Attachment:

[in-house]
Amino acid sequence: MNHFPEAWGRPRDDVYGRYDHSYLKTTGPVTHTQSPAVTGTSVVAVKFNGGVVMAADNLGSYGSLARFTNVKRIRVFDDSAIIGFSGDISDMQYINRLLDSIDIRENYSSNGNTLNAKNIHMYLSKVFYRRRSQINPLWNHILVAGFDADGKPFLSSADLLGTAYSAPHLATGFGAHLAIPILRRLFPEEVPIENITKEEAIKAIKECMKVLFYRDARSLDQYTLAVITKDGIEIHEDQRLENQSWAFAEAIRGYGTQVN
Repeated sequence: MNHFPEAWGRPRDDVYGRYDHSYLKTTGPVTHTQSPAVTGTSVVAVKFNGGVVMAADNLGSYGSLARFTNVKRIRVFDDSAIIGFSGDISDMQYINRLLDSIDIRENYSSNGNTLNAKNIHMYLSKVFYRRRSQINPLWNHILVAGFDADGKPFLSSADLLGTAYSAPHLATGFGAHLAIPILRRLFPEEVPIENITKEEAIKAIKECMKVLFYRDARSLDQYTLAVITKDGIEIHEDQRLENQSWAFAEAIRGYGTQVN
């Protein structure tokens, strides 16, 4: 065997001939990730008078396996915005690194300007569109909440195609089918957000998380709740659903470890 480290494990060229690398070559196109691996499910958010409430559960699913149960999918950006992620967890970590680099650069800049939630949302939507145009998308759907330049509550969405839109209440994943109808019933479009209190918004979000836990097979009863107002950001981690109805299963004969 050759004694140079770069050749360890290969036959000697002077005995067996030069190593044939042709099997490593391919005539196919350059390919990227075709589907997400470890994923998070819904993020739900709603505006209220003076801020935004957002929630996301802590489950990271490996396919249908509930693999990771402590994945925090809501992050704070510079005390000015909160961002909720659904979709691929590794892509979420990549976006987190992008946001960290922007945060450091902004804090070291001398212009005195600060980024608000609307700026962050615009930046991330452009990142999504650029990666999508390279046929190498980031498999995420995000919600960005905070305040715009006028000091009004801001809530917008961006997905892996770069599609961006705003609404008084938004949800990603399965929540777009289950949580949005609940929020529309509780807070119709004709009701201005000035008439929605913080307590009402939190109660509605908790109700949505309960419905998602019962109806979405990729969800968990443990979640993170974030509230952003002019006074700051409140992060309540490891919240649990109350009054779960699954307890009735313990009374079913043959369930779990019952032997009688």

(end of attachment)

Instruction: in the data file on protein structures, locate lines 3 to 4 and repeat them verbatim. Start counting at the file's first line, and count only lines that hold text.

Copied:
Repeated sequence: MNHFPEAWGRPRDDVYGRYDHSYLKTTGPVTHTQSPAVTGTSVVAVKFNGGVVMAADNLGSYGSLARFTNVKRIRVFDDSAIIGFSGDISDMQYINRLLDSIDIRENYSSNGNTLNAKNIHMYLSKVFYRRRSQINPLWNHILVAGFDADGKPFLSSADLLGTAYSAPHLATGFGAHLAIPILRRLFPEEVPIENITKEEAIKAIKECMKVLFYRDARSLDQYTLAVITKDGIEIHEDQRLENQSWAFAEAIRGYGTQVN
């Protein structure tokens, strides 16, 4: 065997001939990730008078396996915005690194300007569109909440195609089918957000998380709740659903470890 480290494990060229690398070559196109691996499910958010409430559960699913149960999918950006992620967890970590680099650069800049939630949302939507145009998308759907330049509550969405839109209440994943109808019933479009209190918004979000836990097979009863107002950001981690109805299963004969 050759004694140079770069050749360890290969036959000697002077005995067996030069190593044939042709099997490593391919005539196919350059390919990227075709589907997400470890994923998070819904993020739900709603505006209220003076801020935004957002929630996301802590489950990271490996396919249908509930693999990771402590994945925090809501992050704070510079005390000015909160961002909720659904979709691929590794892509979420990549976006987190992008946001960290922007945060450091902004804090070291001398212009005195600060980024608000609307700026962050615009930046991330452009990142999504650029990666999508390279046929190498980031498999995420995000919600960005905070305040715009006028000091009004801001809530917008961006997905892996770069599609961006705003609404008084938004949800990603399965929540777009289950949580949005609940929020529309509780807070119709004709009701201005000035008439929605913080307590009402939190109660509605908790109700949505309960419905998602019962109806979405990729969800968990443990979640993170974030509230952003002019006074700051409140992060309540490891919240649990109350009054779960699954307890009735313990009374079913043959369930779990019952032997009688």